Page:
Front Trends 2014 - My favorite talks

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Front Trends 2014, the front-end conference in Warsaw, has finished and it is time to recap what I found particularly interesting.

There were many interesting talks at Front Trends and, as you would expect from any front-end conference, many of them were related to Javascript frameworks and Node. While they are also interesting and useful, my favorite talks were about CSS refactoring and web page load speed – I guess I am weird that way.

Slaying the Dragon: Refactoring CSS for Maintainability

Alicia Liu gave a very interesting talk about CSS refactoring. I found this very interesting because this is something I have studied a bit on my own, maybe not from a refactoring point of view, but at least what the optimal end result should look like.

Knowing how to create that optimal CSS structure from scratch is one thing, getting there by refactoring a completely messed up code base is quite different. Anyone who has attempted this type of refactoring will understand why Liu named her talk “Slaying the Dragon”. It is not an easy job and that's why I really liked her talk.

Liu gave many good tips on this type of refactoring. The first thing you need to do is to make sure all new code is good code. Then you need to slowly fix your existing code. Since the code is in production and still evolving and growing, you need to do it one component at a time. If you want you can temporarily add an “-old” suffix to your old selectors for the component you are working on. This will make it easier to see when you have completely moved this component into the new and better structure.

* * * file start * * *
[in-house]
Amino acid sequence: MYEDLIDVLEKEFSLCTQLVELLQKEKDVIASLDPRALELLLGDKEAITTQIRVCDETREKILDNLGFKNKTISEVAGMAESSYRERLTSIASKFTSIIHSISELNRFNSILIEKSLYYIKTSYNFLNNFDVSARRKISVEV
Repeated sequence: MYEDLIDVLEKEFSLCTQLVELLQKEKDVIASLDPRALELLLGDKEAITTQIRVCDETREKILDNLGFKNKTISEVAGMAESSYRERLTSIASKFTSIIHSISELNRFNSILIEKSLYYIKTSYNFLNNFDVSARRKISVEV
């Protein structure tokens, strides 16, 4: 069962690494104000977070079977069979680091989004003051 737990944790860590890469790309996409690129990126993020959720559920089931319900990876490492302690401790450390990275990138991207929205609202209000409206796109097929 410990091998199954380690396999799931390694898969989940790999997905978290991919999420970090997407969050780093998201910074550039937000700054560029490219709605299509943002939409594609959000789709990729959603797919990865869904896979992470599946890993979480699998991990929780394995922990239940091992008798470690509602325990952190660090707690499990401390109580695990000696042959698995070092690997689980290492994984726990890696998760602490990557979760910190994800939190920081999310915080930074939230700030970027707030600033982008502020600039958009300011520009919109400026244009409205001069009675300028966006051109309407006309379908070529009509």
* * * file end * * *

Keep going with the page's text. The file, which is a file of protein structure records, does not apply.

Breaking News at 1000ms

My favorite talk came from Patrick Hamann. Patrick is a senior client-side developer at the Guardian. He is currently working on engineering their new web platform – where they have set the ambitious goal of having all pages load in less than one second.

Hamann showed that while the user expect a website to load in about two seconds, most websites load much slower than this. Most websites forces you to wait for large CSS and Javascript files before it even thinks about rendering any content. Meanwhile you are stuck looking at a blank page.

When you visit a page there is always a reason for it, there is some content that you want. For the Guardian this is news. Hamann told us about a lot of clever tricks that they use in order to increase the perceived speed of their website. The faster the user can get to the content, the better.

Many things can block page load and with the web as it exists today, the biggest problem is waiting for scripts and stylesheets loaded in the header. It is already an established standard to asynchronously load javascript at the bottom of your page, but The Guardian plans to take this one step further: Only sending you exactly what you need to render the main content, and then ajax in other components and asynchronously load any Javascript and CSS.

Forcing the browser to render the page without any CSS is a terrible idea as it will look ugly. To fix this the Guardian will send the most essential styles, those needed to render the main content, inline in the header. This cuts down on the amount of CSS the browser first needs to download, but more importantly is that it saves a HTTP request that would otherwise block page rendering.

On top of all this, Hamann explains, they are using localStorage to cache a lot of these resources. He also explained that other companies such as Google take this another step further by setting a cookie when CSS is cached, so that the inline CSS doesn't have to be sent again.

I loved this talk and I can only briefly explain some of his points in this small blog post, so if you ever get the chance you should go listen to Patrick Hamann speak about website loading speed.

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